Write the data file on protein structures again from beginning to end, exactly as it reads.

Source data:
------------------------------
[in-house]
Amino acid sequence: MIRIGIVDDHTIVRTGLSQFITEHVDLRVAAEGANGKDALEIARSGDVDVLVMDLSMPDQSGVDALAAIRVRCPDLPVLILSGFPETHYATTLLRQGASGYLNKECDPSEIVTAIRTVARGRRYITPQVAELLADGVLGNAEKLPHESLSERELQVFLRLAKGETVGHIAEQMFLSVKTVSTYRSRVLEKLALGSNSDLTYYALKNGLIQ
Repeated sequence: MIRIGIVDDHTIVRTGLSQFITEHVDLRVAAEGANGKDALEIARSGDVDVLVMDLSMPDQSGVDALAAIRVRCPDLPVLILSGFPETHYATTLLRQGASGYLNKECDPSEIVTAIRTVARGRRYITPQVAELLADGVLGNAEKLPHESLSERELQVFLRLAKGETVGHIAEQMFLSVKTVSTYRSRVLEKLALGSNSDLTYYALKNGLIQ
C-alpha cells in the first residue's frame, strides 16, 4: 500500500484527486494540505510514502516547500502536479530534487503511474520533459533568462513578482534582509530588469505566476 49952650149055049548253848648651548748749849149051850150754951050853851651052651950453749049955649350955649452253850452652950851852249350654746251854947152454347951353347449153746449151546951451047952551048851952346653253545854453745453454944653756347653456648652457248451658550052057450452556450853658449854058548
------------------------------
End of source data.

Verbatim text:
[in-house]
Amino acid sequence: MIRIGIVDDHTIVRTGLSQFITEHVDLRVAAEGANGKDALEIARSGDVDVLVMDLSMPDQSGVDALAAIRVRCPDLPVLILSGFPETHYATTLLRQGASGYLNKECDPSEIVTAIRTVARGRRYITPQVAELLADGVLGNAEKLPHESLSERELQVFLRLAKGETVGHIAEQMFLSVKTVSTYRSRVLEKLALGSNSDLTYYALKNGLIQ
Repeated sequence: MIRIGIVDDHTIVRTGLSQFITEHVDLRVAAEGANGKDALEIARSGDVDVLVMDLSMPDQSGVDALAAIRVRCPDLPVLILSGFPETHYATTLLRQGASGYLNKECDPSEIVTAIRTVARGRRYITPQVAELLADGVLGNAEKLPHESLSERELQVFLRLAKGETVGHIAEQMFLSVKTVSTYRSRVLEKLALGSNSDLTYYALKNGLIQ
C-alpha cells in the first residue's frame, strides 16, 4: 500500500484527486494540505510514502516547500502536479530534487503511474520533459533568462513578482534582509530588469505566476 49952650149055049548253848648651548748749849149051850150754951050853851651052651950453749049955649350955649452253850452652950851852249350654746251854947152454347951353347449153746449151546951451047952551048851952346653253545854453745453454944653756347653456648652457248451658550052057450452556450853658449854058548